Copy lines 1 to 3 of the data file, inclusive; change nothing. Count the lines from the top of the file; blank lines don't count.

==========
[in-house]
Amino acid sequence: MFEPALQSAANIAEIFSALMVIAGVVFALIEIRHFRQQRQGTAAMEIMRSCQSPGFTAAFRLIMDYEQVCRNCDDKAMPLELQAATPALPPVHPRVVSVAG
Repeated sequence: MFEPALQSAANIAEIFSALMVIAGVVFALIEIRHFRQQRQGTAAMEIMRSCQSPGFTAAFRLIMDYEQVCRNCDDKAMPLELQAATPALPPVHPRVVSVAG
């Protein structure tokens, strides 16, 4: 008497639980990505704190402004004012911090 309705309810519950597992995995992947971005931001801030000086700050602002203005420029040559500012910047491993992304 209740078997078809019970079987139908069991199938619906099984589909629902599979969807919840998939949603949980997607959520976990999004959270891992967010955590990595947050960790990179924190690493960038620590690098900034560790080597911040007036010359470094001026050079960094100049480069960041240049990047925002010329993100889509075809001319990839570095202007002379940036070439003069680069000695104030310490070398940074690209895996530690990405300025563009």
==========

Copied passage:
[in-house]
Amino acid sequence: MFEPALQSAANIAEIFSALMVIAGVVFALIEIRHFRQQRQGTAAMEIMRSCQSPGFTAAFRLIMDYEQVCRNCDDKAMPLELQAATPALPPVHPRVVSVAG
Repeated sequence: MFEPALQSAANIAEIFSALMVIAGVVFALIEIRHFRQQRQGTAAMEIMRSCQSPGFTAAFRLIMDYEQVCRNCDDKAMPLELQAATPALPPVHPRVVSVAG